Deputy Speaker of Parliament Thomas Tayebwa has tasked the Natural Resources Committee to investigate matters regarding the Isimba power plant and report back in 3 weeks.
“This is a dam we commissioned not more than 2 years ago. We know the rain patterns, so how can we say we never foresaw such a situation, and can we remedy it?” Tayebwa questioned before assigning the committee to investigate.
Tayebwa yesterday demanded that energy minister Ruth Nankabirwa presents a statement to Parliament on the emergencey total shutdown of the Isimba Hydropower Plant.
And while appearing before Parliament, Nankabirwa revealed that at about 11 am on 8th August 2022, Isimba Powerhouse flooded and some equipment were affected.
On a positive note, she assured Parliament that Uganda Electricity Generation Company Limited will restore power production at Isimba Hydropower Plant within 3 weeks. Testing of the plant has commenced today, she said.
The Kitgum District Woman Representative, Lillian Aber, said her biggest concern is the suppliers that the ministry of energy normally gives work. You need to take a keen interest that we give contracts to people who do not have the capacity to deliver, she told Nankabirwa.
Some MPs questioned why Uganda, a country that produces excess electricity, is now wallowing because of a shutdown at Isimba and now has to import it from Kenya.
“If a dam that generates 183MW breaks down when we have excess power, then there is no way the minister can come to Parliament to tell us that we are importing power from Kenya because of the situation in Isimba” Abed Bwanika, MP Kimaanya-Kabonera questioned.
Another MP, Alioni Odria, MP Aringa South, asked: “The issue of generating power and not utilizing it is such a joke. Why is it that we have power that is generated and not utilized yet the whole of West Nile region does not have electricity?”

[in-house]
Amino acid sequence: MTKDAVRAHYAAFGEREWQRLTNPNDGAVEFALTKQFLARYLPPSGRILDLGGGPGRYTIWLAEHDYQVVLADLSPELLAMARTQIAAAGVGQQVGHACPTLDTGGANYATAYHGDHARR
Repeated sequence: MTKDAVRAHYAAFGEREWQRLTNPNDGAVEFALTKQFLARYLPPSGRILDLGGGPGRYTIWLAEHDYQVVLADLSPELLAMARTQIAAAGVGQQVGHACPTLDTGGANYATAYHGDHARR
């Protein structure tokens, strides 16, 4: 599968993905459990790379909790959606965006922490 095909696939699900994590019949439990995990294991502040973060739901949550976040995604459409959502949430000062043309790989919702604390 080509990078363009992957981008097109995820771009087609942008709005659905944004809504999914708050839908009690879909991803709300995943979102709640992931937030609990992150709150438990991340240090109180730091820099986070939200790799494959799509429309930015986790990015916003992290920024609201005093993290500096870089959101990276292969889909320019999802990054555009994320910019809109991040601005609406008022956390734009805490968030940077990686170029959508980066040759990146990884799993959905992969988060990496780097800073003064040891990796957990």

In response, Nankabirwa said the power is excess because ‘we are not using it.’ Bwanika said that 81% of Ugandans are not on the power grid, yet power is a driver of the economy.
Nankabirwa in a press release on Tuesday informed the public that the shutdown of Isimba was due to operational challenges that led to the flow of water into the powerhouse. The shutdown was undertaken as a safety procedure.
To ensure continuity of electricity supply in the country, Nankabirwa explained that Uganda Electricity Transmission Company Limited (UETCL) was considering the importation of approximately 60megawatts from Kenya, dispatching up to 50 megawatts from Namanve Thermal Power plan, dispatch of 20 megawatts from Kakira Sugar Power plants.
Other measures are optimization of the generation capacity of available power plants across the country, suspension of any planned and non-emergency shutdown/outage permits and implementation of load shedding to balance power demand and supply and ensure that grid stability is achieved and sustained.